- Premature termination of the blocking period
1 If the blocking period expires prematurely, the employee realizes a pecuniary advantage based on the employment relationship at this point, ie income from gainful employment. The reason for the premature end of the blocking period is just as irrelevant as the possible fact that the employee share was purchased at a price that was higher than the tax-discounted market value or formula value.
2 The unblocking of employee shares with an unlimited return obligation is treated in the same way for tax purposes as if it were employee shares with a blocking period of 10 years, i.e. after a holding period of more than 10 years, there is no taxation as the blocking period no longer applies.
3 The taxable earned income corresponds to the difference between the undiscounted market or formula value of the share at the time the blocking period ends and the discounted value corresponding to the remaining blocking period. Blocking years that have started are to be taken into account pro rata temporis.
- Sale of employee shares held as private assets
1 The sale of employee shares held as private assets generally results in a tax-free private capital gain (§ 16 Para. 3 StG and Art. 16 Para. 3 DBG) or a capital loss that is irrelevant for tax purposes.
2 The scope of the tax-free capital gain corresponds to the difference between the market value at the time of sale and the market value at the time of sale or the difference between the formula value at the time of sale and the formula value determined using the same valuation method at the time of sale. Any excess profit, which is due in particular to a change in the valuation method or a change from the formula to the market value principle, is taxed as additional earned income at the time of the sale.
3 If the event triggering the change from the formula to the market value principle occurs after the employee shares have been held for five years, any excess profit is not additionally taxed.
- Return of Employee Stock
1 If an employee has to return employee shares to his employer due to a regulatory or contractual obligation already entered into upon acquisition, this can result either in a loss of assets due to the employment relationship or in taxable income.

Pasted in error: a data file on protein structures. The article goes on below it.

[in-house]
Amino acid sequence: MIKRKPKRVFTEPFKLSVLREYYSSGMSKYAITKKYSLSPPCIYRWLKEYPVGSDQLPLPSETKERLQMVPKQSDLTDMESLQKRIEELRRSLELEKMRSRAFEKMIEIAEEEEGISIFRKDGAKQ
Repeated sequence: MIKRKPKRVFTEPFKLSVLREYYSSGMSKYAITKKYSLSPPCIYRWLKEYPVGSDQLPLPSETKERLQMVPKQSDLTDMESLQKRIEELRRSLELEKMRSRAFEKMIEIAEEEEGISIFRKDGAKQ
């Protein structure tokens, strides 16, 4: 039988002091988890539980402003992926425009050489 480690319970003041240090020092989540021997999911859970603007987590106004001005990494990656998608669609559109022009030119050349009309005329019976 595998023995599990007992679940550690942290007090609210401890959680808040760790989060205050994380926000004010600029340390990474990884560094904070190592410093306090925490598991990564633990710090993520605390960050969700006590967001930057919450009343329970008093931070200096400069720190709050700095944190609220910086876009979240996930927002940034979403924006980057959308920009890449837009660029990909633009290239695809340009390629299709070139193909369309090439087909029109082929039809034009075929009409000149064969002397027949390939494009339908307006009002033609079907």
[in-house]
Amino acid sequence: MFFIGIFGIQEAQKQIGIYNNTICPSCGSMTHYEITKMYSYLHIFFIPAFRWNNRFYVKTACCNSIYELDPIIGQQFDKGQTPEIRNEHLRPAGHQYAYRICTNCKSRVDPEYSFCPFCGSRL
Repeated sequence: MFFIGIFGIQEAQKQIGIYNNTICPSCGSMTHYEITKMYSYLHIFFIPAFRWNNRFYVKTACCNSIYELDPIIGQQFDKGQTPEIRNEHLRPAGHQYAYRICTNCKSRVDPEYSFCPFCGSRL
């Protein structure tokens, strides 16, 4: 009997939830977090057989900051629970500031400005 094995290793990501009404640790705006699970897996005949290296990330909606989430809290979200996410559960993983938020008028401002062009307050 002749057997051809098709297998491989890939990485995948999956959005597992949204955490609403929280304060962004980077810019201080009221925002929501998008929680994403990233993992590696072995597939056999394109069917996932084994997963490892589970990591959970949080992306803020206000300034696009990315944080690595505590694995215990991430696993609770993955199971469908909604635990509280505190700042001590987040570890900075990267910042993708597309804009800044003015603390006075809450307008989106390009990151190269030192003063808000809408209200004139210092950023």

2 The employee realizes taxable income from the positive difference between the return price and the market or formula value (discounted according to the remaining blocking period).
3 If the employee shares have to be returned to the employer free of charge or at a price below the current market or formula value (possibly discounted according to the remaining lock-up period), the employee can claim a deduction of acquisition costs in the tax period of the return. The extent of the deduction of acquisition costs corresponds to the negative difference between the return price and the market or formula value (if applicable discounted according to the remaining blocking period).
- Import of employee shares in international relation
7.1 Employee Shares
1 Imported employee shares are those that an employee has acquired in another country and brings with him when moving to Switzerland.
2 If the employee shares are to be taxed upon acquisition by this leaflet, their import into Switzerland (subject to the tax consequences under) does not trigger any income taxes.
7.2 Employee stock purchase entitlements
Imported entitlements to the acquisition of employee shares are instruments that an employee received in another country, then brings to Switzerland and realizes here for tax purposes by acquiring employee shares.
If employee shares are acquired in Switzerland based on imported entitlements, the monetary benefit is generally taxed in Switzerland.
If the imported entitlements are subject to subjective conditions, according to which the employee must first earn or earn the entitlement, only that portion of the monetary benefit achieved – subject to progression – is taxed as earned income which can be traced back to work in Switzerland or was earned. The income from work that is taxable in Switzerland is calculated as follows: